Empirical relationships to estimate asymptotic length, length at first maturity, and length at maximum yield per recruit in fishes, with a simple method to evaluate length frequency data
[Citation: Froese, R. and C. Binohlan 2000. Empirical relationships to estimate asymptotic length, length at first maturity and length at maximum yield per recruit in fishes, with a simple method to evaluate length frequency data. J. Fish Biol. 56:758773.]
R. Froese and C. Binohlan
International Center for Living Aquatic Resources Management (ICLARM)
MCPO Box 2631, 0718 Makati City, Philippines
Tel. No. +6328180466; Fax No. +6328163183; Email: r.froese@cgiar.org
ABSTRACT
Empirical relationships are presented to estimate in fishes, asymptotic length (L_{}) from maximum observed length (L_{max}), length at first maturity (L_{m}) from L_{}, lifespan (t_{max}) from age at first maturity (t_{m}), and length at maximum possible yield per recruit (L_{opt}) from L_{}_{ } and from L_{m},_{ }respectively. The age at L_{opt} is found to be a good indicator of generation time in fishes. A spreadsheet containing the various equations can be downloaded from the Internet at http://www.fishbase.org/download/popdynJFB.zip. A simple method is presented for evaluation of length frequency data in their relationship to L_{}, L_{m }and L_{opt}. This can be used to evaluate the quality of the length frequency sample and the status of the population. Three examples demonstrate the usefulness of this method.
Key words: yield per recruit; maturity; lifespan; generation time; lengthfrequency
INRODUCTION
About 7,000 species of fishes are used by humans in fisheries, aquaculture, sport fishing, or the ornamental trade (Froese and Pauly 1998). About 650 additional species are listed as threatened in the IUCN Red List of 1996 (Baillie, J. and B. Groombridge 1996). Life history information on growth and maturity, which is essential for proper management of exploited populations, is available for only about 1,200 species (Froese and Pauly 1998). This information is, however, sufficient to derive empirical relationships that can be used for management until specific data become available.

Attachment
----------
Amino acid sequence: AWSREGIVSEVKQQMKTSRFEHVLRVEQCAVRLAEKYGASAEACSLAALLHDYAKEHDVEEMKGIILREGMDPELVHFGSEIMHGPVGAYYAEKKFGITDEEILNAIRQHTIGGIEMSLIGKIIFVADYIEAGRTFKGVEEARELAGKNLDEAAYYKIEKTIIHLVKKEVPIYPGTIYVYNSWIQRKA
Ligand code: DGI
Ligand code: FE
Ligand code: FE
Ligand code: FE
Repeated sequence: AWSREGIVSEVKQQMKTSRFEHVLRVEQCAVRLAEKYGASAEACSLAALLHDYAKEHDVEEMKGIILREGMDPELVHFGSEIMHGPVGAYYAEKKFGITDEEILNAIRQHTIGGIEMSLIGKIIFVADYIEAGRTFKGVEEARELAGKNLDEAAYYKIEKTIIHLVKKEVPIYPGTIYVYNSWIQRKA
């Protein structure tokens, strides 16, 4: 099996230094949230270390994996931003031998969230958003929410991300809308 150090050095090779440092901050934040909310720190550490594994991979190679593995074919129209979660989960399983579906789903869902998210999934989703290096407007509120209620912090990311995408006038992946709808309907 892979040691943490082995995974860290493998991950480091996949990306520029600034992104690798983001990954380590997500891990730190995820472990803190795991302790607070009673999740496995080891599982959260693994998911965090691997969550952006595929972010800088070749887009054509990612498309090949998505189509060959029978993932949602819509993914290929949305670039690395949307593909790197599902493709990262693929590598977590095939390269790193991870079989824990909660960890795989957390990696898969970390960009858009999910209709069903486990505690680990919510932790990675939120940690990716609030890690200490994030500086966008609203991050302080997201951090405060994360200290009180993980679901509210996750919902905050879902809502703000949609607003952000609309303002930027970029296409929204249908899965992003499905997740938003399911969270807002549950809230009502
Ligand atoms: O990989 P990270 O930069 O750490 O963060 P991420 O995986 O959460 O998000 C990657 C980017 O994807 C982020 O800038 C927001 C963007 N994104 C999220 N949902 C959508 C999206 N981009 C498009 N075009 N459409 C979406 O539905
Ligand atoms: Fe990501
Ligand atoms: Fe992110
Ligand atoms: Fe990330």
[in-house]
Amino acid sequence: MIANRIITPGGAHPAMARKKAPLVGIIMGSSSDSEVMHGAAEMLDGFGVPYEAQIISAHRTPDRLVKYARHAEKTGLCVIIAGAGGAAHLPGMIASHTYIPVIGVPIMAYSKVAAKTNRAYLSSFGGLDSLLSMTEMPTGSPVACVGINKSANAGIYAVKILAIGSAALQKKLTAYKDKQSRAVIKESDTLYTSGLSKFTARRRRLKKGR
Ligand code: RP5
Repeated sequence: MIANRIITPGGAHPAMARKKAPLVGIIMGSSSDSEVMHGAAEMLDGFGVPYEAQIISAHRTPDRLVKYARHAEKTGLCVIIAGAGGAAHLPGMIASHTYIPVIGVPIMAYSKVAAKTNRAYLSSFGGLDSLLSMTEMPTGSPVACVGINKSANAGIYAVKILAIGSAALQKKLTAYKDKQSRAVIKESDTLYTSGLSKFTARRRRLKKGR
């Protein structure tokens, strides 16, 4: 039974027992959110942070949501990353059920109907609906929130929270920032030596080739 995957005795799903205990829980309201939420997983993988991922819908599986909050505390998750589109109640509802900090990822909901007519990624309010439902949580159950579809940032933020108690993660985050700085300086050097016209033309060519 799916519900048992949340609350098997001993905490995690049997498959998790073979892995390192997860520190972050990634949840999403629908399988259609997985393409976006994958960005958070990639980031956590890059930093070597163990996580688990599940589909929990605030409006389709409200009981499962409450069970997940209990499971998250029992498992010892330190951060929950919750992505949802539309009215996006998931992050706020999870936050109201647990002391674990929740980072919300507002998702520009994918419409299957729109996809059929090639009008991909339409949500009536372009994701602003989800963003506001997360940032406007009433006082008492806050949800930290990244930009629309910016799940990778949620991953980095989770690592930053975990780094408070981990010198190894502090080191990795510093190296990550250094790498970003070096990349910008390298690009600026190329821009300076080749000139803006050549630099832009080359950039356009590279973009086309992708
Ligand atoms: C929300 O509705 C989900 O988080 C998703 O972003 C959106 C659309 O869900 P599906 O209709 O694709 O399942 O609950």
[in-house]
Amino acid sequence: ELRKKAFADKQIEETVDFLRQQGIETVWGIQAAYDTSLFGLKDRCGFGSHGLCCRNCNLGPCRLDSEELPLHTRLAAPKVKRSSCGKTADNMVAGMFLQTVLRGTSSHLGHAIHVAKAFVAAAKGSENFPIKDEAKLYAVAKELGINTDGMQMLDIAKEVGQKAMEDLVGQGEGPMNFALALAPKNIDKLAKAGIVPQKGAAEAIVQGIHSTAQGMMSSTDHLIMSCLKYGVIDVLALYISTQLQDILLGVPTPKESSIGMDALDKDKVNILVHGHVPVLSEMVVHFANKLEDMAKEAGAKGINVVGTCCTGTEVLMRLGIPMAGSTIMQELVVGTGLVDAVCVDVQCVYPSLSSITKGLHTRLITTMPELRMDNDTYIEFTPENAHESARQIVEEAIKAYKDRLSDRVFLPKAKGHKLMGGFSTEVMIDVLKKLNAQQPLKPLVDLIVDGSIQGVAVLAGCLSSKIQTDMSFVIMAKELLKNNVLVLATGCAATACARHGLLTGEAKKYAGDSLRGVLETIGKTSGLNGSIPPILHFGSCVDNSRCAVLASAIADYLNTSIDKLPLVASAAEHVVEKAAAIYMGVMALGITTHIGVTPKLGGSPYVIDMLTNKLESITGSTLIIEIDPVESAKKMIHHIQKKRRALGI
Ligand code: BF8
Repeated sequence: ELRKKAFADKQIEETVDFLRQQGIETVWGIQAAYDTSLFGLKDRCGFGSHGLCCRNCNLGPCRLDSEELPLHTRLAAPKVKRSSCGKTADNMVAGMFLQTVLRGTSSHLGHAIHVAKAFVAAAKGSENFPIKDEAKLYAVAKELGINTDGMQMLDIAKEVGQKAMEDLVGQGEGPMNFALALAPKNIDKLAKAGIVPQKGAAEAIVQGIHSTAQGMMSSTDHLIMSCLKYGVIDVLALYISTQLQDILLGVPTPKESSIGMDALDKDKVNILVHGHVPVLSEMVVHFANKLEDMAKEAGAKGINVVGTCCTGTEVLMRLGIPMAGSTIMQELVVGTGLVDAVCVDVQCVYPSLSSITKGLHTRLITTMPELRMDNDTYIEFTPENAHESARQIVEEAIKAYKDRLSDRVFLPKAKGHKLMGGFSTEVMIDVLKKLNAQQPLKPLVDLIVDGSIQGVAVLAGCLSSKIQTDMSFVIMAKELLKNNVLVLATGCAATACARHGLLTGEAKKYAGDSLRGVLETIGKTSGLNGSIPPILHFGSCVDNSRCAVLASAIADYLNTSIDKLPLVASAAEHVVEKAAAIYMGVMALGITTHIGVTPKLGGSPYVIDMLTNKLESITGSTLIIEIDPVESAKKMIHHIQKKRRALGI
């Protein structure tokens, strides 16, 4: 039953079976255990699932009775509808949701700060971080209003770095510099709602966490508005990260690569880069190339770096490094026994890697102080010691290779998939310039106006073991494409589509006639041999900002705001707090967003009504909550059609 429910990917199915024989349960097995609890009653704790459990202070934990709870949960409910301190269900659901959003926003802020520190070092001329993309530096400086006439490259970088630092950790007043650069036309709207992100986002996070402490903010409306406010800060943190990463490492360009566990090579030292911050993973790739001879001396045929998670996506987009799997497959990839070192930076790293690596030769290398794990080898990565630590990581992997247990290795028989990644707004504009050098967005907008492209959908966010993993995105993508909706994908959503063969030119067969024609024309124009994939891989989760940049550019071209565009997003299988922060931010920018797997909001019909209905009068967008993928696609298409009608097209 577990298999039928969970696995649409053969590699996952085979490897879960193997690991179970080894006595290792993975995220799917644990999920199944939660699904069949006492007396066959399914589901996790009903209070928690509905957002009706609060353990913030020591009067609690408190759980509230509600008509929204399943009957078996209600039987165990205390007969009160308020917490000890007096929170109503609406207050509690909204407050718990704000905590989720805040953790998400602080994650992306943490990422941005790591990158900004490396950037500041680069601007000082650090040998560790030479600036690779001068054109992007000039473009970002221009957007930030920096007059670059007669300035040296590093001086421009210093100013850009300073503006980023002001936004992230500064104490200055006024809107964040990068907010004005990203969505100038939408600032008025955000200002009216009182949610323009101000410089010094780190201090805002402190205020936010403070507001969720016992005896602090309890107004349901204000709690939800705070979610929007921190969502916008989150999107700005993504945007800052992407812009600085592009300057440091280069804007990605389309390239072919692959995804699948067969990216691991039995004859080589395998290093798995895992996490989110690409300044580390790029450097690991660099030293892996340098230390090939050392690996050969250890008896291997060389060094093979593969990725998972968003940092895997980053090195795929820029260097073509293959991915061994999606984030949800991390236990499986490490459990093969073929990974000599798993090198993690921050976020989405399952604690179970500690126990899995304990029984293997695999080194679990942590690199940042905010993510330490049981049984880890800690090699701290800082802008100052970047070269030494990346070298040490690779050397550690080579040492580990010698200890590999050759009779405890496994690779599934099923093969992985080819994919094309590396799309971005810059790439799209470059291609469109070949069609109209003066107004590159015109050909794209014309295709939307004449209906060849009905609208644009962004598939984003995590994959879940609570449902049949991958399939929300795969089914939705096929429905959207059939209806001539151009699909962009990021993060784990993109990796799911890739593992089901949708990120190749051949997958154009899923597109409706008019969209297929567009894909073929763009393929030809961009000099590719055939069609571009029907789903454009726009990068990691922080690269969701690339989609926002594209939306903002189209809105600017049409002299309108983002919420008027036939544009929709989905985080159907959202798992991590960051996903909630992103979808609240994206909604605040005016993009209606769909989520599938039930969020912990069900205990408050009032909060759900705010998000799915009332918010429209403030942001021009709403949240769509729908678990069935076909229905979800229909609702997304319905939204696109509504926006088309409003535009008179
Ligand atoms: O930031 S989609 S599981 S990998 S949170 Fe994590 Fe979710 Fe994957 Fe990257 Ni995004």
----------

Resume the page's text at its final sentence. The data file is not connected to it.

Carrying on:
The mean length at which fish of a given population become sexually mature for the first time (L_{m}) is an important management parameter used to monitor whether enough juveniles in an exploited stock mature and spawn (e.g, Ault et al. 1998; Beverton & Holt 1959; Jennings et al. 1998). This parameter has been shown in various populations to be closely related to the mean length (L_{}) that the fish of that population would reach if they would continue to grow indefinitely (e.g., Alm 1959; Beverton 1992; Beverton & Holt 1959; Pauly 1984a; Stamps et al. 1998). The ratio of L_{m} to L_{} called ‘reproductive load’ (Cushing 1981) generally falls between 0.4 and 0.9 and appears to be relatively constant within taxa comprised of fish of approximately similar dimensions (Pauly 1984a). Mean length at first maturity is usually derived through linear interpolation, probit analysis, fitting of a logistic curve, or estimated from a plot of percent mature specimens over length (Binohlan 1998). Thus, estimation of L_{m} for any one population requires substantial data and is therefore unavailable for many species, especially in the tropics. To facilitate estimation of L_{m} in the absence of suitable data, we explored an empirical relationship linking L_{m} with L_{} and with other parameters such as sex, temperature and fecundity.
Holt (1958) pointed out that the maximum possible yield per recruit is obtained at an intermediate age t_{opt}, with corresponding length L_{opt}, where the product of the number of surviving individuals multiplied with their average weight results in the highest biomass, usually corresponding to the highest egg production (Beverton 1992). Estimation of L_{opt} requires knowledge of natural mortality (M) and of the von Bertalanffy growth function (VBGF) parameter K, two parameters that are not easily obtained. We therefore explored an empirical relationship between L_{opt} and L_{} to provide an estimation of this important management parameter.
Lifespan (t_{max}) and age at first maturity (t_{m}) are two important parameters in conservation management (e.g., IUCN 1994). We explored and present an empirical relationship between these parameters. We also suggest a method for estimating generation time in fishes.
Asymptotic length (L_{}) itself is highly correlated with the length of the largest individuals known from a population (L_{max}). We also provide an empirical equation for this relationship.